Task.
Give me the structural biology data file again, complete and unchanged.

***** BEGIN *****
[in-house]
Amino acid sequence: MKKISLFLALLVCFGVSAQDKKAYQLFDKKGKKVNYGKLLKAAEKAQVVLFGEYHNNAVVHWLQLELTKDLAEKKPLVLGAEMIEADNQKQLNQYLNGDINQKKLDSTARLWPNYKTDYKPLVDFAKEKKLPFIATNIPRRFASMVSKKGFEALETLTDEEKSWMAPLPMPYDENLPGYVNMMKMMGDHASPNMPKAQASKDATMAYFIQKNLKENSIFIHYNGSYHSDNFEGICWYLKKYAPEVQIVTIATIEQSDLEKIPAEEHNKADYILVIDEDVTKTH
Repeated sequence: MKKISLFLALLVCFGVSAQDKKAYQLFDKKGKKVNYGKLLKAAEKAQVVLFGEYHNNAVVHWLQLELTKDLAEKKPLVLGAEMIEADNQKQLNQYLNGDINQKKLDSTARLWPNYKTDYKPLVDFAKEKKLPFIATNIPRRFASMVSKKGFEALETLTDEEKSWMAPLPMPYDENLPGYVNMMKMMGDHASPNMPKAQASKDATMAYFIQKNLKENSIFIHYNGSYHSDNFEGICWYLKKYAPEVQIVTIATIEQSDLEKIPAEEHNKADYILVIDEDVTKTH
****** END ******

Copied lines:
[in-house]
Amino acid sequence: MKKISLFLALLVCFGVSAQDKKAYQLFDKKGKKVNYGKLLKAAEKAQVVLFGEYHNNAVVHWLQLELTKDLAEKKPLVLGAEMIEADNQKQLNQYLNGDINQKKLDSTARLWPNYKTDYKPLVDFAKEKKLPFIATNIPRRFASMVSKKGFEALETLTDEEKSWMAPLPMPYDENLPGYVNMMKMMGDHASPNMPKAQASKDATMAYFIQKNLKENSIFIHYNGSYHSDNFEGICWYLKKYAPEVQIVTIATIEQSDLEKIPAEEHNKADYILVIDEDVTKTH
Repeated sequence: MKKISLFLALLVCFGVSAQDKKAYQLFDKKGKKVNYGKLLKAAEKAQVVLFGEYHNNAVVHWLQLELTKDLAEKKPLVLGAEMIEADNQKQLNQYLNGDINQKKLDSTARLWPNYKTDYKPLVDFAKEKKLPFIATNIPRRFASMVSKKGFEALETLTDEEKSWMAPLPMPYDENLPGYVNMMKMMGDHASPNMPKAQASKDATMAYFIQKNLKENSIFIHYNGSYHSDNFEGICWYLKKYAPEVQIVTIATIEQSDLEKIPAEEHNKADYILVIDEDVTKTH